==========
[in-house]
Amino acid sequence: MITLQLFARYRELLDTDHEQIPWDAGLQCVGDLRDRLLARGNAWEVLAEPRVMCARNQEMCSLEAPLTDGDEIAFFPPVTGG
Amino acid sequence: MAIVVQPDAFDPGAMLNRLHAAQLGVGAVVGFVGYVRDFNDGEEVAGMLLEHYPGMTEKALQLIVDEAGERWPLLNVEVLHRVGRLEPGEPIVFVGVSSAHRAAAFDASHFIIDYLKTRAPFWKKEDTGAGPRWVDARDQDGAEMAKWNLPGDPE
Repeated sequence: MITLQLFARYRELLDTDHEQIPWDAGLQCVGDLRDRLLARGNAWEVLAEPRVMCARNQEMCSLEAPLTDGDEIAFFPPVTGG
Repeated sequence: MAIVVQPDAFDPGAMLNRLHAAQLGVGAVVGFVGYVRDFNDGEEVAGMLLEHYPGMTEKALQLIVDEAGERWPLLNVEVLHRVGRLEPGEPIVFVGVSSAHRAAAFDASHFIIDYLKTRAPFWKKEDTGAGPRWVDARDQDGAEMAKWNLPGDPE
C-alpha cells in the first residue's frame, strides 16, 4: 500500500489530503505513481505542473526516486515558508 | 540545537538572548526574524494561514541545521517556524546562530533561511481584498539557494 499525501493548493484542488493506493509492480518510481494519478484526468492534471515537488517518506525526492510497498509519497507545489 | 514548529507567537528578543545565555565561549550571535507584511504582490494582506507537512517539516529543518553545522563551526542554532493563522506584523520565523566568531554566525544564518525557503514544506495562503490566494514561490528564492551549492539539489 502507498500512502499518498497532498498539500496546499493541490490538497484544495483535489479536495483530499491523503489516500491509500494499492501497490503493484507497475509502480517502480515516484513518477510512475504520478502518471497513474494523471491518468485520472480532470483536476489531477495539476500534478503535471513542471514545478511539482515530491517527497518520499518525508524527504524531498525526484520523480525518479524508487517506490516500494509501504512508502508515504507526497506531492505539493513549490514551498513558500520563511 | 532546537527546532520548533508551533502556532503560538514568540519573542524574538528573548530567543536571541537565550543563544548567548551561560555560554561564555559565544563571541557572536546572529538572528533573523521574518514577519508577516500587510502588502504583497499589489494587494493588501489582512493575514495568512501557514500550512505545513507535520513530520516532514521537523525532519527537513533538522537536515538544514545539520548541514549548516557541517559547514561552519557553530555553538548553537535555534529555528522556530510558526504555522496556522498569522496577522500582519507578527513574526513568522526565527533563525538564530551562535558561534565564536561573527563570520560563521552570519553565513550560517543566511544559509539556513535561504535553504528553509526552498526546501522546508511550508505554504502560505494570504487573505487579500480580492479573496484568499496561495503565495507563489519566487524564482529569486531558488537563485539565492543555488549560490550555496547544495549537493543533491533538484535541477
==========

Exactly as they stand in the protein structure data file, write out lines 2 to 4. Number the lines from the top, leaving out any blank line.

Amino acid sequence: MITLQLFARYRELLDTDHEQIPWDAGLQCVGDLRDRLLARGNAWEVLAEPRVMCARNQEMCSLEAPLTDGDEIAFFPPVTGG
Amino acid sequence: MAIVVQPDAFDPGAMLNRLHAAQLGVGAVVGFVGYVRDFNDGEEVAGMLLEHYPGMTEKALQLIVDEAGERWPLLNVEVLHRVGRLEPGEPIVFVGVSSAHRAAAFDASHFIIDYLKTRAPFWKKEDTGAGPRWVDARDQDGAEMAKWNLPGDPE
Repeated sequence: MITLQLFARYRELLDTDHEQIPWDAGLQCVGDLRDRLLARGNAWEVLAEPRVMCARNQEMCSLEAPLTDGDEIAFFPPVTGG